Edo State Governor, Godwin Obaseki, is frenetic about the rising insecurity in his domain with his recent resolve to visit those who matter in Abuja for an urgent assistance. The remedy should be fast to avoid the incessant waste of lives by bandits and rescue residents now living in perpetual fear.
The current anxiety was heightened by the September 24 raid on Ogba Zoo and Nature Park in Benin by kidnappers, who disguised as fun seekers and took away its director, Andrew Ehanire. The dastardly act was swiftly done, but not without first killing the three policemen attached to him. Their captive is a brother to the Minister of State for Health, Osagie Ehanire. A ransom of N350 million was demanded.
His freedom came last Saturday; maybe after the said ransom was paid. Andrew confessed to newsmen shortly after his release that ransom was part of the bargain. His experience was horrific, evident in this emphasis: “I could have died if I had not been released. I was released… in the middle of nowhere.” Another victim, Joseph Osayomore, a popular musician, was kidnapped about the same time and a ransom of N200 million has been demanded. Joseph’s wife was shot in the head during the incident. A Catholic cleric, Lawrence Adorolo, though released now, was abducted on the Auchi-Okene Road last month.
Terrible! It is either kidnapping, bank or highway robbery, shooting by cult groups, or plain murder. Nobody appears safe. Early this month, gunmen trailed Paul Otasowie, an engineering professor of the University of Benin, to the front of his residence and shot him dead.
These and more irked indigenes of the state resident in Abuja to stage street protests. They marched to the National Assembly on October 9, demanding the intervention of the leadership of the Senate and House of Representatives; they also petitioned President Muhammadu Buhari. They asked for the redeployment of the state Commissioner of Police, Haliru Gwandu, and synergy in intelligence sharing among the security agencies in the state.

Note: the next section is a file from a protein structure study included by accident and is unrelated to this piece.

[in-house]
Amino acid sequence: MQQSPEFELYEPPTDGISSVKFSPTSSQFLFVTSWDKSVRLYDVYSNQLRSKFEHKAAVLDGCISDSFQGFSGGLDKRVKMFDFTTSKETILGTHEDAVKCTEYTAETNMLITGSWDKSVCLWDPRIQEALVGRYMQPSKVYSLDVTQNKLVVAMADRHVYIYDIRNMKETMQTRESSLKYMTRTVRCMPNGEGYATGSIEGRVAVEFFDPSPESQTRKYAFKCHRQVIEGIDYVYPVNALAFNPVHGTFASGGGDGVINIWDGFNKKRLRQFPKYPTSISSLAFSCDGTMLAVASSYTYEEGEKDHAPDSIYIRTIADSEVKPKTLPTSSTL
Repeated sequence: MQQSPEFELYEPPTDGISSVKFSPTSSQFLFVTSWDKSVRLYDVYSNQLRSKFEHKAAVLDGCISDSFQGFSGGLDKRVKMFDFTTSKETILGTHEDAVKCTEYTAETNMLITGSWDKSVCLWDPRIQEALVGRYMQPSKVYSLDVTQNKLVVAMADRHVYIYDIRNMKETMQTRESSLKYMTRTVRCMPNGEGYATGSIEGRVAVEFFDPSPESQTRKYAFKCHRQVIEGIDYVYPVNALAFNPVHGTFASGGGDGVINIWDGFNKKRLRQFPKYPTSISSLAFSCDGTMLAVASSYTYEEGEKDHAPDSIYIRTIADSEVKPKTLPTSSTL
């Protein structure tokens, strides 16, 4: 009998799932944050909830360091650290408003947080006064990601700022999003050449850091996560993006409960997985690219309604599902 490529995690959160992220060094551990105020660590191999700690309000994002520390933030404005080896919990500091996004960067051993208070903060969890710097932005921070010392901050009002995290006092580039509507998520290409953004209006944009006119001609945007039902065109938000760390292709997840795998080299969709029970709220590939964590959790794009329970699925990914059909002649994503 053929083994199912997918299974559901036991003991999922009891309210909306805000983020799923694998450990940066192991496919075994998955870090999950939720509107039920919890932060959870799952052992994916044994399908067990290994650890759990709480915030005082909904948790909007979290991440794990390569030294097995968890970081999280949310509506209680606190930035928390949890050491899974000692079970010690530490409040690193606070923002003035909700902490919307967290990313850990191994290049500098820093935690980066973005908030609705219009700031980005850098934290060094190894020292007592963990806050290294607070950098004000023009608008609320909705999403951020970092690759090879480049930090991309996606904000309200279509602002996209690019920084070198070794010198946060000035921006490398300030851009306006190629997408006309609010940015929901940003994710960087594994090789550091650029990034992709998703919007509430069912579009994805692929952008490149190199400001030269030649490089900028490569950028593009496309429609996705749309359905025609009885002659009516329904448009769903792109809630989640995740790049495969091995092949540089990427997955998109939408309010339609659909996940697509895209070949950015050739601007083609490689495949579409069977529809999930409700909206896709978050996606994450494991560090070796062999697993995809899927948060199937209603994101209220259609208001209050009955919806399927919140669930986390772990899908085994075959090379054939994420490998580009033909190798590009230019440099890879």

Obaseki was, therefore, right when he said urgent solution was critical because, “as we move towards the end of the year, crimes of this nature tend to rear their ugly heads.” This is why he should move from rhetoric to action now. The Benin-Lagos Expressway and the Benin Bypass are notorious for banditry, which worsens during the “ember” months.
Even before now, motorists and commuters passed through the dark spots along this long stretch with trepidation. In June, commercial buses blocked the road for 10 hours to register their grievances over the incessant robbery attacks around the Okada town junction, which led to the death of two of their members – a luxury bus driver and his conductor – whose vehicle was shot at sporadically at night. The state was literally frozen in gridlock, compelling the police boss, Secretary to the State Government, Osarodion Ogie, and the state Director of the Department of State Services, Ibrahim Hiliu, to relocate to the area until normalcy was restored.
In the state, robbers use dynamite to attack banks. Two money-deposit banks were victims of such incidents in Igarra town, Akoko-Edo Local Government Area, in November 2015. Before their onslaught, they invaded a police station in the area and killed two of their men to forestall any counter-attack. The remaining cops took to their heels. But a valiant vigilance group provided the only obstacle the robbers faced by barricading their escape route. Eventually, one of them was killed, another arrested, while others fled.
However, in September, the state police command arrested and paraded 70 suspected robbers, kidnappers, cultists and murderers, among them the suspected killer of Lawrence Okojie, a reporter with the Nigerian Television Authority. Gwandu attributed the breakthrough to a partnership with the traditional rulers and residents. This should be deepened to make it an enduring coalition against criminality in the state.
But rounding up suspects has become commonplace and an abused crime combat strategy not taken seriously anymore. The reason: suspects bribe their way out of detention; many convicts do not serve their prison terms, while capital sentences are not enforced. There are nationwide reports of policemen being couriers of arms and ammunition to men of the underworld or of directly joining their train. These shortcomings encourage insecurity.
Where the state falls in all of this should be of concern to the CP and the governor. In 2013, the Edo State House of Assembly amended the state 2009 law on kidnapping and made it a capital offence. Obaseki should implement it. Failure is an encouragement to the perpetrators who now see a boom in that bestiality. Intelligence-driven policing and adoption of high-tech as practised in the United Kingdom, the US and other Western societies, will make the difference in reversing Edo’s ugly security narrative.
Nevertheless, it is everybody’s business to ensure that the frightening inclination to reincarnate the George Iyamus, Lawrence Aninis and Monday Osunbors, the evil troika in the 1980s that made the state ungovernable, is a nullity. Therefore, the Edo Civil Society Organisation that protested at the state Assembly on Monday over the spike in insecurity and for the governor to account for the security vote he collected should sustain the pressure until result is achieved.